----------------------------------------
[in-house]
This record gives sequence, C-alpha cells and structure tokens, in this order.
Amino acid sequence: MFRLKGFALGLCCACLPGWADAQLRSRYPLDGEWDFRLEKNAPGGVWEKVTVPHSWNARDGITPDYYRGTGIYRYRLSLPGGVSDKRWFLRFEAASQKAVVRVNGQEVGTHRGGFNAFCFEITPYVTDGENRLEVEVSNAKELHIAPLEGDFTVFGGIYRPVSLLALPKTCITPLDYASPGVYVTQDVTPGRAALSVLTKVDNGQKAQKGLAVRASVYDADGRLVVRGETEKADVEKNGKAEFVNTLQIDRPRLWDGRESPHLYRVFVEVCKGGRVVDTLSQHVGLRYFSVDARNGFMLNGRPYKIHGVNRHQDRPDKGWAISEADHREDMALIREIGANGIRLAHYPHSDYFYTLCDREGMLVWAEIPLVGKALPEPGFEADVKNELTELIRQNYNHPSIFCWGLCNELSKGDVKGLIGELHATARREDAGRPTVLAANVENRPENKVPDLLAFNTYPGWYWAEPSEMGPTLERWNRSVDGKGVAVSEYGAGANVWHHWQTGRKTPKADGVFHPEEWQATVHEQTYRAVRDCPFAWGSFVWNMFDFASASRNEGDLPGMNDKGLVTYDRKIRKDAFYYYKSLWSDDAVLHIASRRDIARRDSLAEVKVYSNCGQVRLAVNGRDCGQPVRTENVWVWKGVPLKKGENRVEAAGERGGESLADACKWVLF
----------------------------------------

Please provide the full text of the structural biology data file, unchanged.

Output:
[in-house]
This record gives sequence, C-alpha cells and structure tokens, in this order.
Amino acid sequence: MFRLKGFALGLCCACLPGWADAQLRSRYPLDGEWDFRLEKNAPGGVWEKVTVPHSWNARDGITPDYYRGTGIYRYRLSLPGGVSDKRWFLRFEAASQKAVVRVNGQEVGTHRGGFNAFCFEITPYVTDGENRLEVEVSNAKELHIAPLEGDFTVFGGIYRPVSLLALPKTCITPLDYASPGVYVTQDVTPGRAALSVLTKVDNGQKAQKGLAVRASVYDADGRLVVRGETEKADVEKNGKAEFVNTLQIDRPRLWDGRESPHLYRVFVEVCKGGRVVDTLSQHVGLRYFSVDARNGFMLNGRPYKIHGVNRHQDRPDKGWAISEADHREDMALIREIGANGIRLAHYPHSDYFYTLCDREGMLVWAEIPLVGKALPEPGFEADVKNELTELIRQNYNHPSIFCWGLCNELSKGDVKGLIGELHATARREDAGRPTVLAANVENRPENKVPDLLAFNTYPGWYWAEPSEMGPTLERWNRSVDGKGVAVSEYGAGANVWHHWQTGRKTPKADGVFHPEEWQATVHEQTYRAVRDCPFAWGSFVWNMFDFASASRNEGDLPGMNDKGLVTYDRKIRKDAFYYYKSLWSDDAVLHIASRRDIARRDSLAEVKVYSNCGQVRLAVNGRDCGQPVRTENVWVWKGVPLKKGENRVEAAGERGGESLADACKWVLF